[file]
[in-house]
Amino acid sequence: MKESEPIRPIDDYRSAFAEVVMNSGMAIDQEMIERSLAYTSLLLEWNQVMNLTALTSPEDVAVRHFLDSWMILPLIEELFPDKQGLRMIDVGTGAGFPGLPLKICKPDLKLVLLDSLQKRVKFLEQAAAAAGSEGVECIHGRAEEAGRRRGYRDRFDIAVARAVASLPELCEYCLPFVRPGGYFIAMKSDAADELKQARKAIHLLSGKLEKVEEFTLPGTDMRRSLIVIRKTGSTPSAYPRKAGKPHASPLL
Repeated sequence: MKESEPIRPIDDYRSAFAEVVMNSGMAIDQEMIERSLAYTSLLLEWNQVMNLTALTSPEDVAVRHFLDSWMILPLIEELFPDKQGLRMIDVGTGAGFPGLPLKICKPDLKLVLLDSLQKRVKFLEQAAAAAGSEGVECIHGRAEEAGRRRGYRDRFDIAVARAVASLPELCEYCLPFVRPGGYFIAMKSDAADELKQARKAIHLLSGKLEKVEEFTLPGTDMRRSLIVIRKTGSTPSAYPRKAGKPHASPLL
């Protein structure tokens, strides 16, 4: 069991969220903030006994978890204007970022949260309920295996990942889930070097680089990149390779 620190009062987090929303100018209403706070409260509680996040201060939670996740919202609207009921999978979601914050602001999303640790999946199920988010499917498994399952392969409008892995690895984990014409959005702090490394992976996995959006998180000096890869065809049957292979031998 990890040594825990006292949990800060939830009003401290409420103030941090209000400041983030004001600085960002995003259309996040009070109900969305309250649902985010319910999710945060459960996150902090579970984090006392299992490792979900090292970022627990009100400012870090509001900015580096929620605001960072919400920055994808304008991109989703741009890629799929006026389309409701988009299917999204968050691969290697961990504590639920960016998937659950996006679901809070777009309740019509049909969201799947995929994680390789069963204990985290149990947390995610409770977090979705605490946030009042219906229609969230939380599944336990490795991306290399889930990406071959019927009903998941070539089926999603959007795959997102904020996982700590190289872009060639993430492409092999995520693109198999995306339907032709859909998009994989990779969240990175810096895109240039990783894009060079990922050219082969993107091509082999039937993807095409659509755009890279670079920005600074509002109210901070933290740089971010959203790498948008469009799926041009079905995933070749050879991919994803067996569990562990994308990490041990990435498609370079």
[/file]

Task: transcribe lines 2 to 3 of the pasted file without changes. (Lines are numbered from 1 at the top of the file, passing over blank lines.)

Amino acid sequence: MKESEPIRPIDDYRSAFAEVVMNSGMAIDQEMIERSLAYTSLLLEWNQVMNLTALTSPEDVAVRHFLDSWMILPLIEELFPDKQGLRMIDVGTGAGFPGLPLKICKPDLKLVLLDSLQKRVKFLEQAAAAAGSEGVECIHGRAEEAGRRRGYRDRFDIAVARAVASLPELCEYCLPFVRPGGYFIAMKSDAADELKQARKAIHLLSGKLEKVEEFTLPGTDMRRSLIVIRKTGSTPSAYPRKAGKPHASPLL
Repeated sequence: MKESEPIRPIDDYRSAFAEVVMNSGMAIDQEMIERSLAYTSLLLEWNQVMNLTALTSPEDVAVRHFLDSWMILPLIEELFPDKQGLRMIDVGTGAGFPGLPLKICKPDLKLVLLDSLQKRVKFLEQAAAAAGSEGVECIHGRAEEAGRRRGYRDRFDIAVARAVASLPELCEYCLPFVRPGGYFIAMKSDAADELKQARKAIHLLSGKLEKVEEFTLPGTDMRRSLIVIRKTGSTPSAYPRKAGKPHASPLL